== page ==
Birth order impacts parenting style, subsequent academic achievement
Older children perform better academically in school than their younger siblings, a fact that new research says may boil down to differences in how strictly they are parented.
Study authors V. Joseph Hotz of Duke University and Juan Pantano of Washington University found parents are more enmeshed in the academics of their oldest children and are more apt to create strict rules — and to exact punishments for poor performance.
"It could be the case that parents are more relaxed with their later-born children because they are exhausted and less anxious about policing their children's behavior," Deni Kirkova of the Daily Mail said in a report about the study.
Hotz and Pantano found that parents are more stringent, both in expectation and in discipline, on their first children, then loosen up as they have subsequent children. Because of that, older children get better grades.
"When asked how they will respond if a child brought home bad grades, parents state that they would be less likely to punish their later-born children. Taken together, these patterns are consistent with a reputation model of strategic parenting," they wrote. The duo acknowledge that their evidence is primarily based on perceptions of school performance, but they validated the perceptions by looking at transcripts and found the same thing. After they controlled for measures of a child's ability taken at earlier ages, "birth order effects in school performance persist."
The researchers also tried to control for things like family disruptions such as divorce and impacts they might have. Again, they found a birth order effect. Other studies suggest possible reasons for birth order effects. In this study, they round up several possibilities, from parents spending more time with a first baby and thus helping intellectual development, to lower-quality genetic endowments and the possibility that how first-borns and their parents interact may determine whether parents decide to have second-borns at all.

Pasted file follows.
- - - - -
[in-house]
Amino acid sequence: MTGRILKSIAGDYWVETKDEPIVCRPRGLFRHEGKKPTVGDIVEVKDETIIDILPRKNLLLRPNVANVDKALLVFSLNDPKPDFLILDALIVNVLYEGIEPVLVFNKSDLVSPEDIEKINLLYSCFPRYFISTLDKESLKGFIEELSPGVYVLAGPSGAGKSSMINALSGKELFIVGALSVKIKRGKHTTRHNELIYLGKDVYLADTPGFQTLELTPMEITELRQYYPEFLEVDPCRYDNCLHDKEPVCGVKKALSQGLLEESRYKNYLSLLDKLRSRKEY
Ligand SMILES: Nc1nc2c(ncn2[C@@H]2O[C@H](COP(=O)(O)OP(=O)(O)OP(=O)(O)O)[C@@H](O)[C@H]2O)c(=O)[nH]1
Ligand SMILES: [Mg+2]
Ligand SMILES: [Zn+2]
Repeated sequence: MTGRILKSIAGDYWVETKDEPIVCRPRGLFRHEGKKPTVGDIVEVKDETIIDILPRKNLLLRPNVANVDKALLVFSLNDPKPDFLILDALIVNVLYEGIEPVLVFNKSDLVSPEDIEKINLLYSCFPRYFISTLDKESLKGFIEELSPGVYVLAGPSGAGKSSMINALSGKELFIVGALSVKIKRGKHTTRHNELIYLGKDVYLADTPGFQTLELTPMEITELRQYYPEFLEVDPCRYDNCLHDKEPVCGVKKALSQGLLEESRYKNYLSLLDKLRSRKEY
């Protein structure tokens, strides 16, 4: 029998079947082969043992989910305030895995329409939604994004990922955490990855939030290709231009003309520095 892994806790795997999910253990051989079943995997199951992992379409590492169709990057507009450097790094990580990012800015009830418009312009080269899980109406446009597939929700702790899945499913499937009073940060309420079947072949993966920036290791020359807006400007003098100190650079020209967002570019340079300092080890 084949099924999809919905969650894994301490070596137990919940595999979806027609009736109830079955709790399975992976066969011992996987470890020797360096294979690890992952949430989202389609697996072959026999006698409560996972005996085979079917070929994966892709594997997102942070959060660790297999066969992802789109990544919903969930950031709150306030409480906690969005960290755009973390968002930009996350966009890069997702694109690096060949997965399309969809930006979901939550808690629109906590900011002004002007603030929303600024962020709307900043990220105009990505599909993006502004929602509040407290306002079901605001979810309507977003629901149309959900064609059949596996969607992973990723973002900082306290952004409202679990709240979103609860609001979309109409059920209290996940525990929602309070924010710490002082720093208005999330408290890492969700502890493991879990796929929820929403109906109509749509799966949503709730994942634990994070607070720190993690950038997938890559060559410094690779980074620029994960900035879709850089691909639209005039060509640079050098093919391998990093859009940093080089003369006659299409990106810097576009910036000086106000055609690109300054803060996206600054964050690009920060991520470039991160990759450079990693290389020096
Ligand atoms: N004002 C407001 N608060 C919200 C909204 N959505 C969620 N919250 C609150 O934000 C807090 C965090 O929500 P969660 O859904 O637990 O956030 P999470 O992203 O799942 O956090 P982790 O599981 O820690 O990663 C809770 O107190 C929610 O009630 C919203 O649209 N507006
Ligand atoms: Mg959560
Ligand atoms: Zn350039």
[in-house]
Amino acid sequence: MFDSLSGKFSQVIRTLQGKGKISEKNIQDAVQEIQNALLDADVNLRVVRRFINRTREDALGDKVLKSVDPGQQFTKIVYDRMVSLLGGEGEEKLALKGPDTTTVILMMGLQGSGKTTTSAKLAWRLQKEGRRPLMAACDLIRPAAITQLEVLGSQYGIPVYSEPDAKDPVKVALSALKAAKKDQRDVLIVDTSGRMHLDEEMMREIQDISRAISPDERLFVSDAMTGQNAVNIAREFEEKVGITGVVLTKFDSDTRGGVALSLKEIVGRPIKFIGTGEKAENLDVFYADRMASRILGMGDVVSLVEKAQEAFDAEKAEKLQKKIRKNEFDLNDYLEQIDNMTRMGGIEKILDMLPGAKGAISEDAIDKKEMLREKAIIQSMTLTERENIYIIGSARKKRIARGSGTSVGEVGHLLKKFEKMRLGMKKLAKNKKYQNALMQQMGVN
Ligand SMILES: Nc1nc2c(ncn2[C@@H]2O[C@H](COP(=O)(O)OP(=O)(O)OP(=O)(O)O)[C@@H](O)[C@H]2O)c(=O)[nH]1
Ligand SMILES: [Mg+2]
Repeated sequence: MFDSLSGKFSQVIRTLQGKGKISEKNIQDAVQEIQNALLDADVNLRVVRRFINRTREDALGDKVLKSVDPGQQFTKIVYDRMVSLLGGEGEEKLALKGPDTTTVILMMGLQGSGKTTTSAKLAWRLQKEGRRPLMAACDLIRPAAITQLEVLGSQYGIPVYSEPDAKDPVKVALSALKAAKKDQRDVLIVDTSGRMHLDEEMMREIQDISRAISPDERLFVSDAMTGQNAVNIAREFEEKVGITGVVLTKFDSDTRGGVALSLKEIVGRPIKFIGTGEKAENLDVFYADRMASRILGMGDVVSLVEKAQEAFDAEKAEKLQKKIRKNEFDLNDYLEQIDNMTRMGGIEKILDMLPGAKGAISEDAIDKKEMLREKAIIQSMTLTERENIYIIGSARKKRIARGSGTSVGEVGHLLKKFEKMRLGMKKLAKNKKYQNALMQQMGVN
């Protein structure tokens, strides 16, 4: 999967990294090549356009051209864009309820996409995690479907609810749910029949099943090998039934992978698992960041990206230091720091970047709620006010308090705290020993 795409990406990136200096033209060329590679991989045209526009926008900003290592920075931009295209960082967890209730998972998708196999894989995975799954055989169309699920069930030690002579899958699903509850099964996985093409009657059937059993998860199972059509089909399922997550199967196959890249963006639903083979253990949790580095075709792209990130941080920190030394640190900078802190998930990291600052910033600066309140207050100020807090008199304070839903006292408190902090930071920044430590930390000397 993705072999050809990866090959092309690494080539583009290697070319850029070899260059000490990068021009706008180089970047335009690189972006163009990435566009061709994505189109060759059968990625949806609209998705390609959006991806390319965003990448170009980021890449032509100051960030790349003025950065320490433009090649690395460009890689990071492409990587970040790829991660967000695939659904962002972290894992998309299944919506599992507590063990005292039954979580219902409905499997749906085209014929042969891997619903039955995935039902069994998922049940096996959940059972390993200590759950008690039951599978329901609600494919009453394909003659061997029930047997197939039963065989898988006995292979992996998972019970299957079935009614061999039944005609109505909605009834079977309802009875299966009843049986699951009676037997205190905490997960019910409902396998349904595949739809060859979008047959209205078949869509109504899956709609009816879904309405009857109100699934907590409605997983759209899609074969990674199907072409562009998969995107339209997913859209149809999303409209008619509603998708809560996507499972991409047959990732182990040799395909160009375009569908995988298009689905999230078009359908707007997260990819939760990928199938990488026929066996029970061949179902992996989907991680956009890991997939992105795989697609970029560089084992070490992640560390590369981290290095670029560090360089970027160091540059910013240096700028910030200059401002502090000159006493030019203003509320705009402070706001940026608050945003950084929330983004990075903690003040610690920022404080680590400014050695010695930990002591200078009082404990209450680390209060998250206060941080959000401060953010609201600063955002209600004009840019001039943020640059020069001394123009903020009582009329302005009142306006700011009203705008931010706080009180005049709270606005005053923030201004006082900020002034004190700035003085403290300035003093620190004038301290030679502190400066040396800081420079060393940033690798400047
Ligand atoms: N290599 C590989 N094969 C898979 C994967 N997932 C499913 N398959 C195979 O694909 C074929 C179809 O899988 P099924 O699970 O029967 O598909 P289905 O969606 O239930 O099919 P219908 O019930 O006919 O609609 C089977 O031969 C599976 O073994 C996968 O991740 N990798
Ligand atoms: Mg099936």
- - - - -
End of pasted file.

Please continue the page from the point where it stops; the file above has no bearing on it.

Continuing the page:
Perhaps, it is noted, a last-born misses out on the benefits of teaching younger siblings. Or a later-born is more likely to have lived with divorce or other disruptions. It's also possible that parents get lazier or less focused as they have more children.
That's the one that resonates with mommy blogger Jacqueline Burt. She summed up her thoughts in the headline of a post she wrote on the study for The Stir at Cafemom.com: "Firstborn Kids Are Smarter Because Parents Are Tired, OK?!"
According to the researchers, that's not it.
"In particular, earlier-born siblings are predicted to put more effort in school and should end up performing better. Moreover, parents are more likely to establish rules of behavior with the earlier-born, engage in a more systematic monitoring of earlier-born's schoolwork and increase supervision in the event of low school performance. We provide evidence on the validity of these predictions of children's performance in school and parental responses to it by birth order," they wrote.
"The theory is interesting but not entirely persuasive," wrote Derek Thompson in The Atlantic. "First, it seems nearly impossible to test. The survey data is much better at showing that parents chill out as they have more kids than at showing that parents chill out because they're explicitly establishing a reputation for strictness. Nothing in the paper seems to argue against the simpler idea that parents seem to go soft on later kids because raising four children with the same level of attention you'd afford a single child is utterly exhausting."
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